StoryWhen I do a coaching intake on a client, one of the primary areas I ask about is the way in which my clients talk to themselves.

Not in a is-that-guy-on-bluetooth-or-just-crazy kind of way (smile), but rather how my clients talk to themselves inside their own heads.

As in:

“I’m 34 and I haven’t met the right person yet. There’s something wrong with me!”


“I’m in this job I hate, and it’s all my fault that I didn’t see this coming. I’m such a screw-up.”


“I’m such a lazy fat-ass for not getting to the gym.”

Witnessing this kind of thing is one of the most upsetting things about the work that I do, because make no mistake about it, these kind of statements are self-abuse.

No one is a mean to us as we can be to ourselves.

And yet, for some of us, we believe all our negative self-talk to be the God’s-honest truth.

And what happens as a result?

Here’s a hint:

The stories we tell ourselves predict the future. (click to tweet)

We settle for the wrong people because we think there’s something wrong with us.

We don’t look for a better job because we’re afraid of making another bad mistake.

We don’t get to the gym because, as a “lazy fat-ass,” we’re not worthy of self-care.

In the long term, this means we compromise our health, our well-being, and even in some cases our financial or physical safety, because of our self-abuse.

So how do you get yourself out of negative thought patterns that compromise your well-being? Here’s an exercise I regularly give to clients to get them past patterns of self-abuse.

1) Write up every negative thought about yourself that runs on repeat inside your own head. Write until every single awful thing you say to yourself is down on paper. Then, set that list to the side for 24 hours.

Next, come back to the list and look at each statement from the perspective of your best friend, your parent or your kid. How many of those statements are actually true? I mean really, evidence-based, legitimately true? Would your best friend/parent/kid agree with them? My bet is nope, flat-out, no.

2) Take a look at each negative thought from an objective standpoint, and then, write down all the evidence you have that contradicts it. Why? Well, consider the following:

When we talk to ourselves in self-abusive ways, we create thought patterns that require support to continue to function. In other words, we look for evidence that shores up our negative beliefs, because they’re what we’re used to.

And that means that often we ignore, to our detriment, evidence that we are loved, that we are worthy, that we are beautiful– to name but a few.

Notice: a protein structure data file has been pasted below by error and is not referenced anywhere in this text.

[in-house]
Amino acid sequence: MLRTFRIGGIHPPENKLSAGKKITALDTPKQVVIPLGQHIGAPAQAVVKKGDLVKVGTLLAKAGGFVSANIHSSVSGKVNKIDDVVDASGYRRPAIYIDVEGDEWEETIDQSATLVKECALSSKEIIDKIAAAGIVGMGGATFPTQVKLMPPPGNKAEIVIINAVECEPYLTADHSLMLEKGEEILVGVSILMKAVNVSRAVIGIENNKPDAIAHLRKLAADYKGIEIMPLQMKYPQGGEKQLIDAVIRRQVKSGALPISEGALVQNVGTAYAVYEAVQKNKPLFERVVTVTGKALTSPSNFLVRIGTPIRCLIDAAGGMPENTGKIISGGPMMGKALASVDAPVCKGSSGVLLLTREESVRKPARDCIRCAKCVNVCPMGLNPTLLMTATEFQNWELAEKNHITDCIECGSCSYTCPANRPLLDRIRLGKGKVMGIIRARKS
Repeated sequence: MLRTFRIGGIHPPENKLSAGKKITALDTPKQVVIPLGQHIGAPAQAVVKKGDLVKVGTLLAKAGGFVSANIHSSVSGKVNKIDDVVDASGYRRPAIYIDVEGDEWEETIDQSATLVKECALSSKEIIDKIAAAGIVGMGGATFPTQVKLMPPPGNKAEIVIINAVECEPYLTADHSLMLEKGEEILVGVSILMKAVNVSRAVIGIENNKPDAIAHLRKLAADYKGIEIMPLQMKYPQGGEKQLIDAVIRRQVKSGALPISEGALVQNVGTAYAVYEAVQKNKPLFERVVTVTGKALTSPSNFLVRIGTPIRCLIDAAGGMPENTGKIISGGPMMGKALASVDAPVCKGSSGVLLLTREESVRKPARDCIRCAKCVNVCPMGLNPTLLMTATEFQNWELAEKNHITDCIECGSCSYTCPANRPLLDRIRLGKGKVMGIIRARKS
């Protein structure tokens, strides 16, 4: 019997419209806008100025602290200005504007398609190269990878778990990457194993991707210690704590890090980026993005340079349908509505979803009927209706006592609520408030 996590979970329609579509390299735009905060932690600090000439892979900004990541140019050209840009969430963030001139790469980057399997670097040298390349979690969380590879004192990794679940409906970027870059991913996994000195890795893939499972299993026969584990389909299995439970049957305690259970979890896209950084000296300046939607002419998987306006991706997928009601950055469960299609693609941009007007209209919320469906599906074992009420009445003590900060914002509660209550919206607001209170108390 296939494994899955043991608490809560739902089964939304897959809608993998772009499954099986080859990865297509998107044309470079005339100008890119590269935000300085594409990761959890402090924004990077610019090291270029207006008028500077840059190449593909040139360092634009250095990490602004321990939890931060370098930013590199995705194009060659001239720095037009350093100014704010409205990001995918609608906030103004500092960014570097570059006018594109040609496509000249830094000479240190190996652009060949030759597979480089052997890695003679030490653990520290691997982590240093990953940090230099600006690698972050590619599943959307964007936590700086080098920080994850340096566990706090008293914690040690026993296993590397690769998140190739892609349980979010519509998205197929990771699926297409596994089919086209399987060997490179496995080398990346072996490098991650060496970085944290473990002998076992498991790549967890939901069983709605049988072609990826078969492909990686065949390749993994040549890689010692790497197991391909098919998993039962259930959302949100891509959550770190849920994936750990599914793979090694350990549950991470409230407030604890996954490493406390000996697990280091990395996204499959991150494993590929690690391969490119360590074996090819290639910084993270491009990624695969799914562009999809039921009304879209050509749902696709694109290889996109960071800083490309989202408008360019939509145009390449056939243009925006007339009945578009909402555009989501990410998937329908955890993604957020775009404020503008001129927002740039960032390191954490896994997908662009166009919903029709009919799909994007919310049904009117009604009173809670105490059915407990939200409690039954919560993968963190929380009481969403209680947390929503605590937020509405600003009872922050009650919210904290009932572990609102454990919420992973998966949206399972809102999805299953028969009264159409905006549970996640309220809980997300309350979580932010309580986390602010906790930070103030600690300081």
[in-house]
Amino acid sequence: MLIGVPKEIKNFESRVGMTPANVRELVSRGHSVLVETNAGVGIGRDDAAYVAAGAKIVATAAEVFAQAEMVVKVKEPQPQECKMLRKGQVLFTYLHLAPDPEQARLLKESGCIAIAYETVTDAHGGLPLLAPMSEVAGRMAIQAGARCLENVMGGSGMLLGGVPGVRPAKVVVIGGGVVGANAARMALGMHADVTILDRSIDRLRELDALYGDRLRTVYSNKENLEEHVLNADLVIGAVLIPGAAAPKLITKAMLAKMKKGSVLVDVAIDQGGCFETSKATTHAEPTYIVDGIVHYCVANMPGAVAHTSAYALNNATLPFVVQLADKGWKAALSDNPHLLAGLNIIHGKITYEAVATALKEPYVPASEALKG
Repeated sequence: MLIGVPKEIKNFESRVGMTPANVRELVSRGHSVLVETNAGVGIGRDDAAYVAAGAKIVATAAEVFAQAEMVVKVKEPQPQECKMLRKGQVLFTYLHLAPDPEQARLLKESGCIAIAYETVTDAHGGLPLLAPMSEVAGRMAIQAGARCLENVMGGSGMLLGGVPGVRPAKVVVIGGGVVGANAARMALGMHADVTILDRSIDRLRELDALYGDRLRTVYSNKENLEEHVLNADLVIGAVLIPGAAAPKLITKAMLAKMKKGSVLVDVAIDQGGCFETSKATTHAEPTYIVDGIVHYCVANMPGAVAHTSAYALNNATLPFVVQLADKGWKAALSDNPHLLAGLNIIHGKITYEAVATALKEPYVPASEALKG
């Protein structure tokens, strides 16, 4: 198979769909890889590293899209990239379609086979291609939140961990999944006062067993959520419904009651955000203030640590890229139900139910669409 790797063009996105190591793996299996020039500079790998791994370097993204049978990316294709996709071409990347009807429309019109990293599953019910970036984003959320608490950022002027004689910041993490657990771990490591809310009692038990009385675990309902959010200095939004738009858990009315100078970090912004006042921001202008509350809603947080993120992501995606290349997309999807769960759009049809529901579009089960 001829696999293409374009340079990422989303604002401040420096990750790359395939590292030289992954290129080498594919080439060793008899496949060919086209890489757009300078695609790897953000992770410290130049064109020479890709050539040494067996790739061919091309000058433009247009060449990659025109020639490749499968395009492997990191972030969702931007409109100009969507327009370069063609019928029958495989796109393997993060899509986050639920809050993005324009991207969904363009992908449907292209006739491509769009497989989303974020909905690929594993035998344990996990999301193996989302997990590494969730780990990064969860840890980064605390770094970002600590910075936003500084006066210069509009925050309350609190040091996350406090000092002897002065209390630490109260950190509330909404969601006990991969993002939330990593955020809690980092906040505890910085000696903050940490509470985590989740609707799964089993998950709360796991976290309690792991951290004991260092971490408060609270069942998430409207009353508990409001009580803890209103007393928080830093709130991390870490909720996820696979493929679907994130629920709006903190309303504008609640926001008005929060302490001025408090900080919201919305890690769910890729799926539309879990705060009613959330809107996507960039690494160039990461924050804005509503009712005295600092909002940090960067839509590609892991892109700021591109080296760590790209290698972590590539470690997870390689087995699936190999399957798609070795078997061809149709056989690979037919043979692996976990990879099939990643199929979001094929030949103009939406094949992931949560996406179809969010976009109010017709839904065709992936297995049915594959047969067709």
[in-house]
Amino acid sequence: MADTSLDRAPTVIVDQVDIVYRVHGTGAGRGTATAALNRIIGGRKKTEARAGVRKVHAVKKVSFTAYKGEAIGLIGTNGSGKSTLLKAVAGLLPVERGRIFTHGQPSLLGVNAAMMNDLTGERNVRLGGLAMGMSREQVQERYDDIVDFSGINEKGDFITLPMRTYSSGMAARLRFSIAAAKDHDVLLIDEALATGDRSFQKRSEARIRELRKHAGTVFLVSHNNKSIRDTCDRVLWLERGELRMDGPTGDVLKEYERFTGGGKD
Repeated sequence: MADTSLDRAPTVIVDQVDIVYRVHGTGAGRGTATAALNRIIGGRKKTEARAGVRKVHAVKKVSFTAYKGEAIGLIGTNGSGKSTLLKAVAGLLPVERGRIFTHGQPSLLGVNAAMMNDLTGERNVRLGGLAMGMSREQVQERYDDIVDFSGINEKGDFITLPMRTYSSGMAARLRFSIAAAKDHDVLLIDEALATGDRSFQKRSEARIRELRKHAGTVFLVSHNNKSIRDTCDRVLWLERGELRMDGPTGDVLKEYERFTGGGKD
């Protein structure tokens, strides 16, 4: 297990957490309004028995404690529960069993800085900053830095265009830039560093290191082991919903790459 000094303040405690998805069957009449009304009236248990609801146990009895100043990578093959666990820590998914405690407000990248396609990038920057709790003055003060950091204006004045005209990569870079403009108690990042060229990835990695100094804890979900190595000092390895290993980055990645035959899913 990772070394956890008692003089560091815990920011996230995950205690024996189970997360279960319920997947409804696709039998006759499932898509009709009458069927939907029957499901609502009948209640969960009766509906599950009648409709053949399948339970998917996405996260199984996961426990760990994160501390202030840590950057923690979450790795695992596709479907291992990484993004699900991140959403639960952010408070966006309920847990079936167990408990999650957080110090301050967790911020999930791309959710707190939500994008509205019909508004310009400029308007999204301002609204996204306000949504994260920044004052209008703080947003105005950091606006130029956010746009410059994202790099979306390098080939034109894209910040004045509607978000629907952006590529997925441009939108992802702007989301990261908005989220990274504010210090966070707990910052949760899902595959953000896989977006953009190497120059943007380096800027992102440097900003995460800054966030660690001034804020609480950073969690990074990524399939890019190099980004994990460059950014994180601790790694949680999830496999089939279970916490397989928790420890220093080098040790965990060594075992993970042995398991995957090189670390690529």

You might have an awful lot of evidence that you’ve been ignoring that contradicts the hateful things you’ve been saying to yourself. Many of my clients find this part of this exercise revolutionary, because they’ve been ignoring all the proof they needed that they deserve love, self-care, a great job, and lots and lots of happiness.

3) Finally, for each thought pattern that you have identified as not true, write up a new, better thought pattern.

Like this:

“I’m 34 and I haven’t met the right person yet. There’s something wrong with me!”


“I’m rock-star sexy at 34, and I’m ready to meet the right person. I love myself so much that I’m not going to settle for less than what I know is right for me in a relationship. I really dig my own company, and I am worth the wait.”

“I’m in this job I hate, and it’s all my fault that I didn’t see this coming. I’m such a screw-up.”


“I made the best job decision I could at the time, and boy have I learned a lot from this choice! Now it’s time for me to move on to bigger and better things that I know I deserve.”

“I’m such a lazy fat-ass for not getting to the gym.”


“My body is beautiful and worth taking care of. I aim to be healthy, fit and wise.”

Can you feel how different those new thoughts feel energetically, even on the page? Imagine how they can change your world-view from the inside!

Now it’s your turn. Share with me in the comments one of your limiting beliefs, and then rewrite it to your benefit.

Work with this new mantra for the next 40 days, and you’ll see incredible results in how you feel about yourself.

You CAN change the way you think and feel about yourself.

So get to it!

Wishing you a week where you love yourself like mad.


PS. Want to learn more about how to go easy on yourself this summer, and change your patterns of self-abuse? My new group coaching program, The Summer of Easy, is open for registration for just one more week. Join us!





          Leave a Reply

          Your email address will not be published. Required fields are marked *